Specifically, Schefter co-authored last year's TD: Dreams in Motion (HarperCollins) with all-pro running back Terrell Davis, as well as the brand-new Think Like a Champion: Building Success One Victory at a Time (HarperBusiness) with head coach Mike Shanahan -- meaning that he's been in business with two people he covers as part of his beat. Schefter blasts suggestions that these deals compromise him as a journalist, saying, "I challenge anyone to show me a single incident when I have not been objective." His higher-ups at the Post must feel the same way: They ran a large excerpt from Champion in the paper's September 12 edition, teasing it on the front page. But even if Schefter's hard-nosed approach hasn't been softened by publishing contracts, the situation still smells like the sort of conflict that's all too typical in today's media landscape.
It's possible to argue that sports reporting shouldn't be scrutinized as closely as news coverage because it operates in a gray area between journalism and entertainment. An example of this phenomenon is ESPN, where athletes eagerly appear in comical promos pimping a network that's ostensibly dedicated to airing not just the good about sports, but the bad and the ugly as well. But in Denver, sports is news, as recent events have proven beyond doubt.
What Rocky Mountain News sportswriter Mike Littwin described in a September 5 column as "the strangest week in Denver sports history" got off to a fast start when, on August 30, Shanahan announced that designated starting quarterback Bubby Brister was being demoted in favor of second-year pro Brian Griese -- an action that received the kind of play usually reserved for papal visits. That was followed on September 1 by a news conference in which Brister took several well-aimed shots at Shanahan. Again, the media sent out its rabid response force, with most local newscasts leading with footage of the snit.
Around the same time, Colorado Rockies manager Jim Leyland announced that he was going to retire at season's end rather than fulfill the last two years of his contract, a decision that elicited more blanket coverage. And finally, the tear-gas clouds that enveloped Mile High Stadium after the September 4 clash between the CU Buffaloes and the CSU Rams instantly became the single biggest news event of late summer. The major issues that arose from the altercation weren't football-related, but they came up because thousands of passionate, well-lubricated sports lovers had been drawn together by a big game.
Whether any of these stories other than the last one should have elbowed their way ahead of every other bit of news in the state is debatable -- but in a town where sports personalities constitute the only real celebrities, it makes perfect sense. And it doesn't end there. Radio stations eagerly pay players to call up and chat once a week, TV outlets take the same tack, and newspapers give vanity columns to sports stars while continuing to report on them.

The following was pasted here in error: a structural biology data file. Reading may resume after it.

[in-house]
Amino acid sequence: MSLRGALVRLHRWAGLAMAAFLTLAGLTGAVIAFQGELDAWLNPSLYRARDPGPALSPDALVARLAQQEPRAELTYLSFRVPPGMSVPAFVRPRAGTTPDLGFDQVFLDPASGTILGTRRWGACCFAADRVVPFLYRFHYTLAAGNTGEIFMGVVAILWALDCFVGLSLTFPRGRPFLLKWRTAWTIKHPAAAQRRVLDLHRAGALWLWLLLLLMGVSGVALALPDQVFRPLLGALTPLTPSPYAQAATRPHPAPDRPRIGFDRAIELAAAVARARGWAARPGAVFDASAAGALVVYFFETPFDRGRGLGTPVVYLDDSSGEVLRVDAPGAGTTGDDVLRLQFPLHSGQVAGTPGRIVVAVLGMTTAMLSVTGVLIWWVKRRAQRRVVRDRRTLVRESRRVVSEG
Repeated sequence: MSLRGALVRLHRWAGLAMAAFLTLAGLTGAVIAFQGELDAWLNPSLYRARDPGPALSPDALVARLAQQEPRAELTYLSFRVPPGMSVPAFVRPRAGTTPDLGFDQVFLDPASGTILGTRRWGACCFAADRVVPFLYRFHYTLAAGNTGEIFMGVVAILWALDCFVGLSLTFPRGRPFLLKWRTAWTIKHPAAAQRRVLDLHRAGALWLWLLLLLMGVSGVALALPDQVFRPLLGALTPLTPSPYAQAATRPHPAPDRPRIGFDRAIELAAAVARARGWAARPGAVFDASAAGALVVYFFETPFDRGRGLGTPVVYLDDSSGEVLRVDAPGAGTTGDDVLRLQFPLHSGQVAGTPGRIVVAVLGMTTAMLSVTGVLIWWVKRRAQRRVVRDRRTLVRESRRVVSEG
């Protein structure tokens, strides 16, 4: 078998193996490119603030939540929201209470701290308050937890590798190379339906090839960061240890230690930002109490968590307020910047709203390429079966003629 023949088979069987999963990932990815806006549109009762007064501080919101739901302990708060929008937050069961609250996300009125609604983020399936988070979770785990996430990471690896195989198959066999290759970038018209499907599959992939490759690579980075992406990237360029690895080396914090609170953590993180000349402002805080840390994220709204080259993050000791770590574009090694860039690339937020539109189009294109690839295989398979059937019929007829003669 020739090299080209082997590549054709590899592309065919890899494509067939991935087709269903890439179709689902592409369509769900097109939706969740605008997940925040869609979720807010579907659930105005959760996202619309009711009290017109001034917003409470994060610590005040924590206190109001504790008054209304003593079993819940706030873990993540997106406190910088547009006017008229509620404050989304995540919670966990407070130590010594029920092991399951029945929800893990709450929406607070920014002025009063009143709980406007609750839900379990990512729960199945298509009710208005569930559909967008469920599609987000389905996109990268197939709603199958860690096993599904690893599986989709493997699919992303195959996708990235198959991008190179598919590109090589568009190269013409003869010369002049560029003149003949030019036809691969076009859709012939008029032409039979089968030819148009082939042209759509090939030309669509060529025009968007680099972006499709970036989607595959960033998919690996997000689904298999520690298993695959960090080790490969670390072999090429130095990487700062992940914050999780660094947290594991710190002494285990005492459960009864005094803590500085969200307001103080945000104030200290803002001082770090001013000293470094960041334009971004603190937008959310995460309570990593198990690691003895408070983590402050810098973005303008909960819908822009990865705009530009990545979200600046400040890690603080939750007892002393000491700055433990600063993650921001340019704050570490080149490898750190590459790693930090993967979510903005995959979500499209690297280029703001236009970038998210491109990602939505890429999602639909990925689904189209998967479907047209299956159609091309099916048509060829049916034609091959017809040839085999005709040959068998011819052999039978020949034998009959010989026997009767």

Considering this amoral landscape, Schefter's activities wouldn't seem likely to arouse much criticism -- but they've managed to stir some up anyway. The "Dennis Britton Go Home! Page," a Web site assembled a year or so back by disgruntled former Post staffers, mainly devoted itself to denigrating Britton, the just-sacked editor of the Post. (The site, at http://members.aol.com/empirvoic/dennispage.html, was reportedly "chilled" on September 15 "out of respect for the dead.") But the biggest graphic on the main page was a photograph of Schefter's face superimposed on a cheerleader. The copy that accompanied this image attacked Schefter for writing an article for Dream Season, a magazine about the Broncos' 1997-'98 run to the Super Bowl that was published by the team itself. To make matters worse, the polemic went on, the Post purchased an ad touting Schefter in the magazine even as Britton was continuing to preach about "high-minded principles of journalism."
Along with yours truly, Schefter attended an institution dedicated to this code of conduct -- Northwestern University's Medill School of Journalism in Chicago -- in 1989 and 1990. He stood out even then because of his extraordinary energy: While other students were struggling to keep up with coursework, Schefter was stringing like crazy for the Chicago Tribune. In one particular magazine-writing class, the professor ripped him mercilessly for loading up an assignment with standard sportswriting jargon, but Schefter wasn't cowed. He liked sportswriting jargon, and his genuine fondness for the form paid off; he quickly moved into a plum position with the Rocky Mountain News. According to Schefter, the Post came to him in late 1994 and offered a $10,000-a-year raise if he'd jump ship. "The Rocky countered with an extra $27 a week if I'd stay -- and I did," he goes on. "Then, eighteen months later, the Post came back with an even larger offer. So I called the Rocky and asked if they could come close to that. And they said, 'You just got a raise eighteen months ago.'"